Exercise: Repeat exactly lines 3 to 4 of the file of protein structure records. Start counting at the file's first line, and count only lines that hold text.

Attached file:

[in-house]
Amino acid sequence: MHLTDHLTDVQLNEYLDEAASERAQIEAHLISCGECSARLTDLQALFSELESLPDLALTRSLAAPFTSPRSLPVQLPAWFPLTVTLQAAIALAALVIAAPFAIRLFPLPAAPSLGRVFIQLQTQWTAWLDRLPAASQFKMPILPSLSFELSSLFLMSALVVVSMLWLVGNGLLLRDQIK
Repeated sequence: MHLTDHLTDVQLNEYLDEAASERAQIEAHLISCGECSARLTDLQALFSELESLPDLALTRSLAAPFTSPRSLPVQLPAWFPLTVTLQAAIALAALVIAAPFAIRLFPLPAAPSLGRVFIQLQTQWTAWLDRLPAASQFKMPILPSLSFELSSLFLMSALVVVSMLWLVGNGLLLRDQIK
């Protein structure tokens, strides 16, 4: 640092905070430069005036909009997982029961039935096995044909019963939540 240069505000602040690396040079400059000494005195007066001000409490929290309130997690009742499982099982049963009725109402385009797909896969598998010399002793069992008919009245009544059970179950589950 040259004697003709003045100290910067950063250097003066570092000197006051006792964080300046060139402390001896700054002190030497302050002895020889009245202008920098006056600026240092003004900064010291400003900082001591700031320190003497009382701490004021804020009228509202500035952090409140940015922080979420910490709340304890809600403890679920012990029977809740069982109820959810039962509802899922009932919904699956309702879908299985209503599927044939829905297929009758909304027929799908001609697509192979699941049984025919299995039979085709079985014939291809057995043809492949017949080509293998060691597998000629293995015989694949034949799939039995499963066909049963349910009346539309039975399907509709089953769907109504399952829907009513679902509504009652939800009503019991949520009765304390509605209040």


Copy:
Repeated sequence: MHLTDHLTDVQLNEYLDEAASERAQIEAHLISCGECSARLTDLQALFSELESLPDLALTRSLAAPFTSPRSLPVQLPAWFPLTVTLQAAIALAALVIAAPFAIRLFPLPAAPSLGRVFIQLQTQWTAWLDRLPAASQFKMPILPSLSFELSSLFLMSALVVVSMLWLVGNGLLLRDQIK
């Protein structure tokens, strides 16, 4: 640092905070430069005036909009997982029961039935096995044909019963939540 240069505000602040690396040079400059000494005195007066001000409490929290309130997690009742499982099982049963009725109402385009797909896969598998010399002793069992008919009245009544059970179950589950 040259004697003709003045100290910067950063250097003066570092000197006051006792964080300046060139402390001896700054002190030497302050002895020889009245202008920098006056600026240092003004900064010291400003900082001591700031320190003497009382701490004021804020009228509202500035952090409140940015922080979420910490709340304890809600403890679920012990029977809740069982109820959810039962509802899922009932919904699956309702879908299985209503599927044939829905297929009758909304027929799908001609697509192979699941049984025919299995039979085709079985014939291809057995043809492949017949080509293998060691597998000629293995015989694949034949799939039995499963066909049963349910009346539309039975399907509709089953769907109504399952829907009513679902509504009652939800009503019991949520009765304390509605209040």